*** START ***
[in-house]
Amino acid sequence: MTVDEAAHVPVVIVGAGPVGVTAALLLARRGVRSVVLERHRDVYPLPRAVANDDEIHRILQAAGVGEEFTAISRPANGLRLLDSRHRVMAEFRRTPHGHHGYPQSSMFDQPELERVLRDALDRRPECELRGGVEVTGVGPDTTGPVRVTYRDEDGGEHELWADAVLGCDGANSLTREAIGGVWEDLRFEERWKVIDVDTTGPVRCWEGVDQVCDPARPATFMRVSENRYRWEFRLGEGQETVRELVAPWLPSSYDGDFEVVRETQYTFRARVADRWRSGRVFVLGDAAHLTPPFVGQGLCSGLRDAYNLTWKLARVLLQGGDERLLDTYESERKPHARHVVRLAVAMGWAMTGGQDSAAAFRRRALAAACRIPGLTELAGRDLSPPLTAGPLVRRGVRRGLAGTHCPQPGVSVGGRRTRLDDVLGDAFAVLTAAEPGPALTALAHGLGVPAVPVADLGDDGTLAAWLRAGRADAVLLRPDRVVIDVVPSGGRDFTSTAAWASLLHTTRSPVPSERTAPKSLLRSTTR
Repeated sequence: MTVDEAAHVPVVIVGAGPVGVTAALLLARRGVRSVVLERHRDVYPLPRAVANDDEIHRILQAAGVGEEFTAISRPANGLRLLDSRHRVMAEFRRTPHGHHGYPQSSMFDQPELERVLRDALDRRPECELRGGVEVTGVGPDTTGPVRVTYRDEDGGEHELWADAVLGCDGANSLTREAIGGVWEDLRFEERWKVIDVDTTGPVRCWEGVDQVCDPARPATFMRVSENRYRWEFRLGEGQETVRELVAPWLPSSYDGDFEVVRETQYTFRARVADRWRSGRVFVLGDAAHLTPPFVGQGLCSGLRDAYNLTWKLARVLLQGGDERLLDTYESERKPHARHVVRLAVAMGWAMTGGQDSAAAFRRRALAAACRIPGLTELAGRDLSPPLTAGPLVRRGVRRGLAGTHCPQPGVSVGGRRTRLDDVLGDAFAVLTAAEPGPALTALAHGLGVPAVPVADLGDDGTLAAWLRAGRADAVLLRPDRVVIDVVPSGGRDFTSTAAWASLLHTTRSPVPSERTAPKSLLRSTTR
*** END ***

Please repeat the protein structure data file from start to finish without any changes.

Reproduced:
[in-house]
Amino acid sequence: MTVDEAAHVPVVIVGAGPVGVTAALLLARRGVRSVVLERHRDVYPLPRAVANDDEIHRILQAAGVGEEFTAISRPANGLRLLDSRHRVMAEFRRTPHGHHGYPQSSMFDQPELERVLRDALDRRPECELRGGVEVTGVGPDTTGPVRVTYRDEDGGEHELWADAVLGCDGANSLTREAIGGVWEDLRFEERWKVIDVDTTGPVRCWEGVDQVCDPARPATFMRVSENRYRWEFRLGEGQETVRELVAPWLPSSYDGDFEVVRETQYTFRARVADRWRSGRVFVLGDAAHLTPPFVGQGLCSGLRDAYNLTWKLARVLLQGGDERLLDTYESERKPHARHVVRLAVAMGWAMTGGQDSAAAFRRRALAAACRIPGLTELAGRDLSPPLTAGPLVRRGVRRGLAGTHCPQPGVSVGGRRTRLDDVLGDAFAVLTAAEPGPALTALAHGLGVPAVPVADLGDDGTLAAWLRAGRADAVLLRPDRVVIDVVPSGGRDFTSTAAWASLLHTTRSPVPSERTAPKSLLRSTTR
Repeated sequence: MTVDEAAHVPVVIVGAGPVGVTAALLLARRGVRSVVLERHRDVYPLPRAVANDDEIHRILQAAGVGEEFTAISRPANGLRLLDSRHRVMAEFRRTPHGHHGYPQSSMFDQPELERVLRDALDRRPECELRGGVEVTGVGPDTTGPVRVTYRDEDGGEHELWADAVLGCDGANSLTREAIGGVWEDLRFEERWKVIDVDTTGPVRCWEGVDQVCDPARPATFMRVSENRYRWEFRLGEGQETVRELVAPWLPSSYDGDFEVVRETQYTFRARVADRWRSGRVFVLGDAAHLTPPFVGQGLCSGLRDAYNLTWKLARVLLQGGDERLLDTYESERKPHARHVVRLAVAMGWAMTGGQDSAAAFRRRALAAACRIPGLTELAGRDLSPPLTAGPLVRRGVRRGLAGTHCPQPGVSVGGRRTRLDDVLGDAFAVLTAAEPGPALTALAHGLGVPAVPVADLGDDGTLAAWLRAGRADAVLLRPDRVVIDVVPSGGRDFTSTAAWASLLHTTRSPVPSERTAPKSLLRSTTR